A few publishers have responded by trying to execute on both models. This requires some pretty fancy gyrations, because the price the publisher establishes for an agency book (which is what the public will be required to pay) is considerably less — half or less than half — of the price a publisher establishes to base their discount if they’re selling wholesale. So a $30 print book might become a $30 retail price ebook for wholesale, with the store paying $15 and perhaps charging $9.99. That same book would have a $12.99 or $14.99 retail price in agency, with the publisher getting 70% of that (or about $9.09 or $10.49.) But that’s not what makes the model unsustainable.
The agency deal with Apple reportedly (I have never seen a contract) allows Apple to meet any price somebody else charges on the web. So if Amazon really does sell the book above for $9.99, and Apple matched it, they’d only owe the publisher $6.99! How long do you think Amazon would sit still for paying more than twice as much as a competitor matching their price? How long would you sit still for that?
I checked with one hybrid model publisher who had not faced this problem yet in any unmanageable way. Apple does let them know about books on which price adjustments are required, but so far the number of them has been very small and there have been no major bestsellers that would be very disruptive. But that publisher, and any other trying to execute on both models, must feel very vulnerable and, in a way, dread the runaway bestseller that could start a spiral of price-cutting.
Amazon’s objective here is to discourage publishers from putting their books into the Apple store. In this, they appear to be having success. The iBooks store has become the mall store of ebook retailing: they have most of the bestsellers (not all, because they don’t have Random House) and not much else. Meanwhile, Amazon and Barnes & Noble (and Kobo, despite some bad press about their dealings with small publishers) are building larger and larger title selections. With price parity at the very least and a much larger title selection, and the fact that anybody who might use iBooks (an iPad or iPhone book reader) can just as easily buy their ebooks from any of the three other big resellers, Amazon’s tough stance is making many smaller or medium-sized publishers question whether they need to be in the Apple store.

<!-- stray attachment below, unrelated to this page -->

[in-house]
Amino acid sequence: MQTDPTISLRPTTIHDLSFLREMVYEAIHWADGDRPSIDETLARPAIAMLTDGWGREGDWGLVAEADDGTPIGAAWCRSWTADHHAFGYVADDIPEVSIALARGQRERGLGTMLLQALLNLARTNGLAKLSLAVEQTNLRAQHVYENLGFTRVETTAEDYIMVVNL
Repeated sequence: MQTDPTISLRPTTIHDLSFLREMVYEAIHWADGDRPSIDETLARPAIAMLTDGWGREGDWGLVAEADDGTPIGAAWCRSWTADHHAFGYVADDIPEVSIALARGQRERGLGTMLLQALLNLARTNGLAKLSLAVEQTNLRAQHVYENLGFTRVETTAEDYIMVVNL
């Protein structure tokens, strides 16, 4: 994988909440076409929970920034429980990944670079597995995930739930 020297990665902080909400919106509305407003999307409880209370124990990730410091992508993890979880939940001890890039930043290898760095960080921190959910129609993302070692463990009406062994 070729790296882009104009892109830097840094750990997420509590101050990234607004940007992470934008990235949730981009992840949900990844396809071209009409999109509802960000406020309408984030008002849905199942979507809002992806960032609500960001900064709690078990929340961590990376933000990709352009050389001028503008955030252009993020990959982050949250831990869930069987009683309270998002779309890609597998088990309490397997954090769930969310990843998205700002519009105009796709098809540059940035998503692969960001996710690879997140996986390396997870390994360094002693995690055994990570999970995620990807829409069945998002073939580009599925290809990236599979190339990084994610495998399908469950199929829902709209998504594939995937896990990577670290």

What happens to iBooks?
It is hard for me to see much future for iBooks unless they soften their stance about buying only on agency or, even less likely, unless Amazon softens its stance about taking books from publishers smaller than the Agency Five only on wholesale terms. The gap between what they have to sell and what the other major retailers have will continue to grow. All three of the others (and Copia, for that matter, when they go live) can be read on many devices. Purchases from iBooks can only be read on an iPad or iPhone. Over time, the only reason I can think of for somebody to buy at iBooks would be to get the two-page spread reader capability on their iPad. If there is any other proposition that would attract a purchaser, I don’t know what it is.